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4 social media lessons from the world of book publishing

This post is by Becky Robinson, director of social media marketing and community building at The Kevin Eikenberry Group.

Kevin Eikenberry and Guy Harris launched their new book, “From Bud to Boss,” in February. I had joined their team only a couple of months before the scheduled launch, but together we created strategy for using social media to launch the book and build buzz.

Eikenberry had launched books before; he released his last big title, “Remarkable Leadership,” in 2007, before the wide use of social media platforms such as Facebook, LinkedIn and Twitter. Through the launch of this new book, we learned a few important lessons about using social media to launch a product.

  1. Build a network first. Authors will often use the release of a new book as impetus for getting involved in social media. They set up a fan page for their book, sign up for Twitter and begin blogging. While I applaud that effort, I also think those last-minute forays into social media will not have the impact they could have if the author had gotten involved sooner. Far better to cultivate fans, friends and followers long before you think about the launch of a book or product. Eikenberry has been blogging for more than seven years and has a strong Twitter following. Harris has been blogging since April 2008 and uses Twitter as well. I have been involved in the leadership blogging community for two years and brought my own network to our launch efforts.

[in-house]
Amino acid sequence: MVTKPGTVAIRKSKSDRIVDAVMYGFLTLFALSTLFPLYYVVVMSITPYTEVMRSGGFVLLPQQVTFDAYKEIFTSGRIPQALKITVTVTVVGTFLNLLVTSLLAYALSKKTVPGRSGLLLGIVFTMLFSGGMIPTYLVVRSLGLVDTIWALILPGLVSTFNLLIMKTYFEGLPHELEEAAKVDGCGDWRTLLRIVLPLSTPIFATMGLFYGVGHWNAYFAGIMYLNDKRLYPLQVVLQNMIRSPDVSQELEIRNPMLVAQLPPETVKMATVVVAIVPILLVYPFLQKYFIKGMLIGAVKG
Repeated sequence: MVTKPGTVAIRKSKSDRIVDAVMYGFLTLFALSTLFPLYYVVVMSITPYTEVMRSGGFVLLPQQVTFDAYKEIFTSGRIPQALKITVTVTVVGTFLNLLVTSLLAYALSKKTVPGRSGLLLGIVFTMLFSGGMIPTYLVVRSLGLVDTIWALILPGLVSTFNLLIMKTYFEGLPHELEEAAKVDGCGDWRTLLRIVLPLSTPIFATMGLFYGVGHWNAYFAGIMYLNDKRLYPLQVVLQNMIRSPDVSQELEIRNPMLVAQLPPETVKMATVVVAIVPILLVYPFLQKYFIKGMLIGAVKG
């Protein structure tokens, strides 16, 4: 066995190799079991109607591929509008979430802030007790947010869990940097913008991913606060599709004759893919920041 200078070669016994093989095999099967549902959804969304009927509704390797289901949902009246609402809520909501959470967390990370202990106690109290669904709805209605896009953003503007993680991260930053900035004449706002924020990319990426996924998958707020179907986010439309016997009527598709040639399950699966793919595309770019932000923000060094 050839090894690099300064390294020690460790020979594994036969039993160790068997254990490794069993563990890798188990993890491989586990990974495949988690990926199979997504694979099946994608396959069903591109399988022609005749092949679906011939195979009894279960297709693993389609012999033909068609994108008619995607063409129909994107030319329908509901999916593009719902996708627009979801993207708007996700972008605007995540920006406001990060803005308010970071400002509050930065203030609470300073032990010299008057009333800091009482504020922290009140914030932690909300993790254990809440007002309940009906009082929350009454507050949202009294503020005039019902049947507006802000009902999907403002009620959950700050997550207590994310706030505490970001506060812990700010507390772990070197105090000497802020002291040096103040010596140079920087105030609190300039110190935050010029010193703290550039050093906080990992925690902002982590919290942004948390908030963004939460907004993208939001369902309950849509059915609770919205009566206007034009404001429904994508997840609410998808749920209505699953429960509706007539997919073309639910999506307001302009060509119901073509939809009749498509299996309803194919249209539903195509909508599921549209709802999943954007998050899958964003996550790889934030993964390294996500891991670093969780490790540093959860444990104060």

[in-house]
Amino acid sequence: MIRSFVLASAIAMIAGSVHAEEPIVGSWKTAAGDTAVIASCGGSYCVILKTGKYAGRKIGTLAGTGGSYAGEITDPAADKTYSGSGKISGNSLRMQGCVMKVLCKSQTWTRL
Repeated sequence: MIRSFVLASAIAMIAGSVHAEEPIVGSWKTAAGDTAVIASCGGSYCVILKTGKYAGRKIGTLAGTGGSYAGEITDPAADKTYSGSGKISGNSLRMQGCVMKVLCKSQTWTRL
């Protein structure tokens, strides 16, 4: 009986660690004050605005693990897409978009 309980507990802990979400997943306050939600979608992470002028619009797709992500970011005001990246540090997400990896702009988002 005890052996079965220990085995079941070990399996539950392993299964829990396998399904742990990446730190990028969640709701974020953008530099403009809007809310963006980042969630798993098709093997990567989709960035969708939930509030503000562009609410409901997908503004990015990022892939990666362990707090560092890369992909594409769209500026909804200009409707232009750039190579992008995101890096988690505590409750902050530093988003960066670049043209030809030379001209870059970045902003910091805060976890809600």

The strength of our combined networks allowed us to mobilize a much larger network of fans, friends and followers.
  2. Look for ways to give. It’s fine to ask for help with the launch of a book or product. People will be happy to support your launch if they believe in your product and if they are compelled by their connection with you. One reason that our launch worked well is that we looked for ways to add value to our fans, friends and followers. We offered ready-made content for their blogs; we found ways to cross-promote their blogs, books and products; and we gave them visibility in our community. We found ways to give first. The bloggers we reached out to for help appreciated the value we offered to them.
  3. Make it easy. People are busy, so we suggested tweets, ready-made blog posts and suggested text for Facebook and LinkedIn to allow people to help us without a lot of effort. We posted that material daily on our community blog, sending out links via Twitter and Facebook to keep our fans informed about how they could help.
  4. It’s all about relationships. People will get involved and help out with a book or product launch for many reasons. The most important motivation will always be their relationship with you. If you take care to build real connections with others, asking for and receiving help will seem natural and expected.

Mobilizing fans, friends and followers for a book or product launch works best when you build your network first, look for ways to give and make involvement easy. Your efforts will be most successful when you have invested time in building relationships with others.

Image Credit: ajt, via iStockphoto

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